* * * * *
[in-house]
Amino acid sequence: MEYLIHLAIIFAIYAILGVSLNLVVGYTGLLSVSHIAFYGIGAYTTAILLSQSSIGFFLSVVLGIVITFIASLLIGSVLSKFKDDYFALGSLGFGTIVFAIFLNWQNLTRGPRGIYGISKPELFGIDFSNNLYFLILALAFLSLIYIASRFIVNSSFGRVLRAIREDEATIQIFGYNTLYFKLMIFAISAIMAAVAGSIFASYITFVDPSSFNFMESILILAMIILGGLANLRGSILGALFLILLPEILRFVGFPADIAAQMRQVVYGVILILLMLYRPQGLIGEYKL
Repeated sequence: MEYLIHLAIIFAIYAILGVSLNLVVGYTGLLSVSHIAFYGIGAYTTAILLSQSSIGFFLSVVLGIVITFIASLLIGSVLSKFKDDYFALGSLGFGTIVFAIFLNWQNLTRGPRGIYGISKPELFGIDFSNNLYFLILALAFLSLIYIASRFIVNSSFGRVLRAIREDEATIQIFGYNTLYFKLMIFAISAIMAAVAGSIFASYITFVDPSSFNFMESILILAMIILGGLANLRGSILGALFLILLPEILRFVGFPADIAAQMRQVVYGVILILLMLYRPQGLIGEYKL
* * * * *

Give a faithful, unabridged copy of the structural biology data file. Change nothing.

[in-house]
Amino acid sequence: MEYLIHLAIIFAIYAILGVSLNLVVGYTGLLSVSHIAFYGIGAYTTAILLSQSSIGFFLSVVLGIVITFIASLLIGSVLSKFKDDYFALGSLGFGTIVFAIFLNWQNLTRGPRGIYGISKPELFGIDFSNNLYFLILALAFLSLIYIASRFIVNSSFGRVLRAIREDEATIQIFGYNTLYFKLMIFAISAIMAAVAGSIFASYITFVDPSSFNFMESILILAMIILGGLANLRGSILGALFLILLPEILRFVGFPADIAAQMRQVVYGVILILLMLYRPQGLIGEYKL
Repeated sequence: MEYLIHLAIIFAIYAILGVSLNLVVGYTGLLSVSHIAFYGIGAYTTAILLSQSSIGFFLSVVLGIVITFIASLLIGSVLSKFKDDYFALGSLGFGTIVFAIFLNWQNLTRGPRGIYGISKPELFGIDFSNNLYFLILALAFLSLIYIASRFIVNSSFGRVLRAIREDEATIQIFGYNTLYFKLMIFAISAIMAAVAGSIFASYITFVDPSSFNFMESILILAMIILGGLANLRGSILGALFLILLPEILRFVGFPADIAAQMRQVVYGVILILLMLYRPQGLIGEYKL